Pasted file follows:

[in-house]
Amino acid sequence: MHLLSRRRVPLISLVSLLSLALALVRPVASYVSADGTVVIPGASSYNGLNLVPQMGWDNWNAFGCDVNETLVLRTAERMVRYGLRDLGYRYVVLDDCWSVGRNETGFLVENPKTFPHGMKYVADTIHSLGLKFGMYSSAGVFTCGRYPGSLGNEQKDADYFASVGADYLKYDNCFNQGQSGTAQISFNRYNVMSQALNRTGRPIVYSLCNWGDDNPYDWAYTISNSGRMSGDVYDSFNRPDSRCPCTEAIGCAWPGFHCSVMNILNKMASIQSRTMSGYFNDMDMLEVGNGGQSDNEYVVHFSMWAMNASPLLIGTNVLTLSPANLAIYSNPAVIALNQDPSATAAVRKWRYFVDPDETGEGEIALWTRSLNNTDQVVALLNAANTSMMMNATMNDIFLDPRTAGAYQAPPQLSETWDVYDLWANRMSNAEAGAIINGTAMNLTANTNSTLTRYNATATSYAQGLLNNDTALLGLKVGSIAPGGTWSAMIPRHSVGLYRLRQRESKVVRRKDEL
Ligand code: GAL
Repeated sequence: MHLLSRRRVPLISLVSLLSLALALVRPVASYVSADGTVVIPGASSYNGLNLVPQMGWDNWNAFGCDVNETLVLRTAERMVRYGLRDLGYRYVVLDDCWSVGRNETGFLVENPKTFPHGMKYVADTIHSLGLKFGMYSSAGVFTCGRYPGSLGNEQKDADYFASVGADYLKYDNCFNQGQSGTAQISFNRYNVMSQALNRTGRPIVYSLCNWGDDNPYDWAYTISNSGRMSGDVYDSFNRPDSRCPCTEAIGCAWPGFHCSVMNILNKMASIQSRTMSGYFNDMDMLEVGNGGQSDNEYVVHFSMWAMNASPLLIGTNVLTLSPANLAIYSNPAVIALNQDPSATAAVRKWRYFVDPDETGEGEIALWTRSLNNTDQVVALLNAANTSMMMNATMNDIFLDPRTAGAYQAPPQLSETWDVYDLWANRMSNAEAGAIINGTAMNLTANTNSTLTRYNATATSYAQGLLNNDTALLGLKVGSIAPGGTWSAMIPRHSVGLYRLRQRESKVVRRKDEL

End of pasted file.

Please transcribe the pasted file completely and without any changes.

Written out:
[in-house]
Amino acid sequence: MHLLSRRRVPLISLVSLLSLALALVRPVASYVSADGTVVIPGASSYNGLNLVPQMGWDNWNAFGCDVNETLVLRTAERMVRYGLRDLGYRYVVLDDCWSVGRNETGFLVENPKTFPHGMKYVADTIHSLGLKFGMYSSAGVFTCGRYPGSLGNEQKDADYFASVGADYLKYDNCFNQGQSGTAQISFNRYNVMSQALNRTGRPIVYSLCNWGDDNPYDWAYTISNSGRMSGDVYDSFNRPDSRCPCTEAIGCAWPGFHCSVMNILNKMASIQSRTMSGYFNDMDMLEVGNGGQSDNEYVVHFSMWAMNASPLLIGTNVLTLSPANLAIYSNPAVIALNQDPSATAAVRKWRYFVDPDETGEGEIALWTRSLNNTDQVVALLNAANTSMMMNATMNDIFLDPRTAGAYQAPPQLSETWDVYDLWANRMSNAEAGAIINGTAMNLTANTNSTLTRYNATATSYAQGLLNNDTALLGLKVGSIAPGGTWSAMIPRHSVGLYRLRQRESKVVRRKDEL
Ligand code: GAL
Repeated sequence: MHLLSRRRVPLISLVSLLSLALALVRPVASYVSADGTVVIPGASSYNGLNLVPQMGWDNWNAFGCDVNETLVLRTAERMVRYGLRDLGYRYVVLDDCWSVGRNETGFLVENPKTFPHGMKYVADTIHSLGLKFGMYSSAGVFTCGRYPGSLGNEQKDADYFASVGADYLKYDNCFNQGQSGTAQISFNRYNVMSQALNRTGRPIVYSLCNWGDDNPYDWAYTISNSGRMSGDVYDSFNRPDSRCPCTEAIGCAWPGFHCSVMNILNKMASIQSRTMSGYFNDMDMLEVGNGGQSDNEYVVHFSMWAMNASPLLIGTNVLTLSPANLAIYSNPAVIALNQDPSATAAVRKWRYFVDPDETGEGEIALWTRSLNNTDQVVALLNAANTSMMMNATMNDIFLDPRTAGAYQAPPQLSETWDVYDLWANRMSNAEAGAIINGTAMNLTANTNSTLTRYNATATSYAQGLLNNDTALLGLKVGSIAPGGTWSAMIPRHSVGLYRLRQRESKVVRRKDEL